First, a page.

the very root of all virtues, and which has been given you, like
all else which you have, that you may spend it in the service of
her whom all bad souls fear, and all virtuous souls adore,--our
peerless queen? Who dares, while she rules England, call his sword
or his courage his own, or any one's but hers? Are there no
Spaniards to conquer, no wild Irish to deliver from their
oppressors, that two gentlemen of Devon can find no better place to
flesh their blades than in each other's valiant and honorable

"By heaven!" cried Amyas, "Frank speaks like a book; and for me, I
do think that Christian gentlemen may leave love quarrels to bulls
and rams."

"And that the heir of Clovelly," said Frank, smiling, "may find
more noble examples to copy than the stags in his own deer-park."

"Well," said Will, penitently, "you are a great scholar, Mr. Frank,
and you speak like one; but gentlemen must fight sometimes, or
where would be their honor?"

"I speak," said Frank, a little proudly, "not merely as a scholar,
but as a gentleman, and one who has fought ere now, and to whom it
has happened, Mr. Cary, to kill his man (on whose soul may God have
mercy); but it is my pride to remember that I have never yet fought
in my own quarrel, and my trust in God that I never shall. For as
there is nothing more noble and blessed than to fight in behalf of
those whom we love, so to fight in our own private behalf is a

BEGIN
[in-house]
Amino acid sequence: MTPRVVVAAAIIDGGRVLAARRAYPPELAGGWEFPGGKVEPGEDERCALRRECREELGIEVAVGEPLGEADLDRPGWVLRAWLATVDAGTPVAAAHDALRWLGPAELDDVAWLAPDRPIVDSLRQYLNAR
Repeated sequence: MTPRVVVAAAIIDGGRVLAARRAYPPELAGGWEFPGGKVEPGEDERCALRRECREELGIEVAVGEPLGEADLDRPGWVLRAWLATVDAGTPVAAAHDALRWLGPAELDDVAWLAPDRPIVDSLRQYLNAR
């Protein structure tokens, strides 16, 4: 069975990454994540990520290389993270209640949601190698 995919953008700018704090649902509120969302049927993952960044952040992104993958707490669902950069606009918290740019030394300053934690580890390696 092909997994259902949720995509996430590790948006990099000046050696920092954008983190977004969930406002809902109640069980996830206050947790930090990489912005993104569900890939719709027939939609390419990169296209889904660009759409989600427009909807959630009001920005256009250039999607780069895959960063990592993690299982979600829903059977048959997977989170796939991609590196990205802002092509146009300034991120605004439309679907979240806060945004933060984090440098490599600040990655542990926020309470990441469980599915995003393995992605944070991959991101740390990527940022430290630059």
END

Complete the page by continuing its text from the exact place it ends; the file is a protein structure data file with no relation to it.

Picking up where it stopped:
thing not to be allowed to a Christian man, unless refusal imports
utter loss of life or honor; and even then, it may be (though I
would not lay a burden on any man's conscience), it is better not
to resist evil, but to overcome it with good."

"And I can tell you, Will," said Amyas, "I am not troubled with
fear of ghosts; but when I cut off the Frenchman's head, I said to
myself, 'If that braggart had been slandering me instead of her
gracious majesty, I should expect to see that head lying on my
pillow every time I went to bed at night.'"

"God forbid!" said Will, with a shudder. "But what shall I do? for
to the market tomorrow I will go, if it were choke-full of Coffins,
and a ghost in each coffin of the lot."

"Leave the matter to me," said Amyas. "I have my device, as well
as scholar Frank here; and if there be, as I suppose there must be,
a quarrel in the market to-morrow, see if I do not--"

"Well, you are two good fellows," said Will. "Let us have another
tankard in."

"And drink the health of Mr. Coffin, and all gallant lads of the
North," said Frank; "and now to my business. I have to take this
runaway youth here home to his mother; and if he will not go
quietly, I have orders to carry him across my saddle."

"I hope your nag has a strong back, then," said Amyas; "but I must
go on and see Sir Richard, Frank. It is all very well to jest as